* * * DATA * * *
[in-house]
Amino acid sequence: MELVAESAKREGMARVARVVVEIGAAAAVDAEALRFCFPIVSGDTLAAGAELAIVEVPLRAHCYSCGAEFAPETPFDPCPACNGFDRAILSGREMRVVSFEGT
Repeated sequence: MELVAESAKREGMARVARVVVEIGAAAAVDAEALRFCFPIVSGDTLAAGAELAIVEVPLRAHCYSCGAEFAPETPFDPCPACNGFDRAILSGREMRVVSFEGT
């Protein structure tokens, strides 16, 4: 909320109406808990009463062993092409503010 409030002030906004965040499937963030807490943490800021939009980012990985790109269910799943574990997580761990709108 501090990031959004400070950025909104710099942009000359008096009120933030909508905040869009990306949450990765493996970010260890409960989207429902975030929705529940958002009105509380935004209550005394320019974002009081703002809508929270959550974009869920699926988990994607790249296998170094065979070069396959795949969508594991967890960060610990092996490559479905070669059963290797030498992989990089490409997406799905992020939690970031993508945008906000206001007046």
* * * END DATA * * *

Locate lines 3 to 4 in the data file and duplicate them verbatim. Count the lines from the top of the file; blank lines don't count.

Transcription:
Repeated sequence: MELVAESAKREGMARVARVVVEIGAAAAVDAEALRFCFPIVSGDTLAAGAELAIVEVPLRAHCYSCGAEFAPETPFDPCPACNGFDRAILSGREMRVVSFEGT
């Protein structure tokens, strides 16, 4: 909320109406808990009463062993092409503010 409030002030906004965040499937963030807490943490800021939009980012990985790109269910799943574990997580761990709108 501090990031959004400070950025909104710099942009000359008096009120933030909508905040869009990306949450990765493996970010260890409960989207429902975030929705529940958002009105509380935004209550005394320019974002009081703002809508929270959550974009869920699926988990994607790249296998170094065979070069396959795949969508594991967890960060610990092996490559479905070669059963290797030498992989990089490409997406799905992020939690970031993508945008906000206001007046």